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BUSINESS & TECH

About Time: Swiss Watchmaker, Chinese Basketball Association Make Up After Lawsuit

By Wang Luyao and Coco Feng
TAG Heuer CEO Jean-Claude Biver and Chinese Basketball Association President Yao Ming exchange gifts Monday at a ceremony to announce a new deal in which the watchmaker will again become the league's official timekeeper. Photo: Visual China
TAG Heuer CEO Jean-Claude Biver and Chinese Basketball Association President Yao Ming exchange gifts Monday at a ceremony to announce a new deal in which the watchmaker will again become the league's official timekeeper. Photo: Visual China

Time heals all wounds. Just ask TAG Heuer.

Two years after suing the Chinese Basketball Association (CBA), the luxury Swiss watchmaker is making amends with the league — and resuming its role as the CBA’s official timekeeper.

The two parties signed a new agreement Monday, but did not reveal the size of the deal.

The move marks a remarriage of sorts for the league and the LVMH-owned brand. In September 2015, TAG Heuer SA inked an exclusive timekeeper sponsorship deal spanning 2015 to 2017 with Infront Sports & Media, the then-marketing agent of the CBA. But two months later, TAG Heuer discovered that branding for Swiss rival Tissot was appearing on some CBA tickets and marketing materials.

TAG Heuer said in a statement at the time that Infront had abruptly terminated the deal, and had given no reason.

TAG Heuer then announced it was suing the marketing agent in Beijing. Infront responded by announcing Tissot as the league’s exclusive timekeeper.

But as the subsequent two years ticked along, there were wrinkles in Tissot’s timekeeping. Audiences at the games repeatedly complained that the timers were delayed or had temporarily stopped, and may have affected game results.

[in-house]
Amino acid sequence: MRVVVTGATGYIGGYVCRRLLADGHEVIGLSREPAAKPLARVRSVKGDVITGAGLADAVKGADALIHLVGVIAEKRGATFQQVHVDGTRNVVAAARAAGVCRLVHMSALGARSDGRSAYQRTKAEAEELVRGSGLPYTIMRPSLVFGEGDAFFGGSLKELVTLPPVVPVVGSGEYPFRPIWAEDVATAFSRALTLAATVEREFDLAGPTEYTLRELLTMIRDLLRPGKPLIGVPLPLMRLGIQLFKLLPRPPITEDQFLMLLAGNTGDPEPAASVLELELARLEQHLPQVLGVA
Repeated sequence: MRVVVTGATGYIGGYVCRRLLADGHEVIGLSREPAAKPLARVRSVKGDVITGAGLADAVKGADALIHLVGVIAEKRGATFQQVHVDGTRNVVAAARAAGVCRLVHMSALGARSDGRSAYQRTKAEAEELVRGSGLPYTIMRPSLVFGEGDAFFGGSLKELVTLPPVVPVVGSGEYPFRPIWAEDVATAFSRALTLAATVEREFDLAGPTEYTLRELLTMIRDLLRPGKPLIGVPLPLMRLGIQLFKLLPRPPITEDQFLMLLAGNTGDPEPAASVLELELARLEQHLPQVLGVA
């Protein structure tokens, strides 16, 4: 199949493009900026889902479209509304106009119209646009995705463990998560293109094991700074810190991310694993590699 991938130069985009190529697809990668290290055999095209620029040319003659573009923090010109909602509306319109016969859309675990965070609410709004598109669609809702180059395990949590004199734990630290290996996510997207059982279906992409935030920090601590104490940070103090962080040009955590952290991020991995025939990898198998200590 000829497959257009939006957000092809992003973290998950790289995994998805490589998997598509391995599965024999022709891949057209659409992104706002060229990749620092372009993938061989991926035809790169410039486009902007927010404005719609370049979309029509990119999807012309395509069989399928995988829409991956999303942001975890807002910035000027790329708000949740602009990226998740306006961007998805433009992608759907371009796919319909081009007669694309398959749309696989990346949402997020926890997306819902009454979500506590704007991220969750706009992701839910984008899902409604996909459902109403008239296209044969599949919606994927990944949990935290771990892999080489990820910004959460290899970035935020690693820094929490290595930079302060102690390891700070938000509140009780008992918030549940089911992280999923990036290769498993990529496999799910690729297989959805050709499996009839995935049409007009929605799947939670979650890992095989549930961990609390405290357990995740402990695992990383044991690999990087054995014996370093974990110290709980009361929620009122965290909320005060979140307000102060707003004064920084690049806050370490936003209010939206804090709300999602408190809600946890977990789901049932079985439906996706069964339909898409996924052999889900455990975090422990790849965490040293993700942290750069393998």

It was unclear whether the problems were with CBA personnel or with the timekeeping equipment.

But in March 2017 — after Chinese basketball icon Yao Ming became president of the CBA — the league punished several staff members who had failed to notice the delayed clocks, again with suspicions that the indiscretions had caused unfair game advantages.

In February, TAG Heuer won its lawsuit against the CBA, and was awarded what media reported as around 1 million yuan ($152,000) in damages.

But bygones appear to be bygones — and TAG Heuer is slated to keep the time for the upcoming season, which kicks off on Oct. 21.

Company CEO Jean-Claude Biver told Caixin that the company has rich timekeeping experience, as it has supported the Olympic Games since 1932, as well as many other athletic events, including tennis, car racing and skiing.

TAG Heuer is also the official timekeeper of the Chinese Super League, the premier men’s soccer league in China, and is considering opportunities with other sports in China, including volleyball and table tennis, Biver said.

The new TAG Heuer sponsorship follows announcement of CBA deals with sportswear manufacturer Li Ning Co. Ltd. and energy giant Exxon Mobil Corp.

The sizes of those latter two deals also haven’t been disclosed. Jiang Jian, CBA general manager of operations, said that now is not the time to speak to the media about the issue, but said that he felt optimistic.

Contact reporter Coco Feng (renkefeng@caixin.com)

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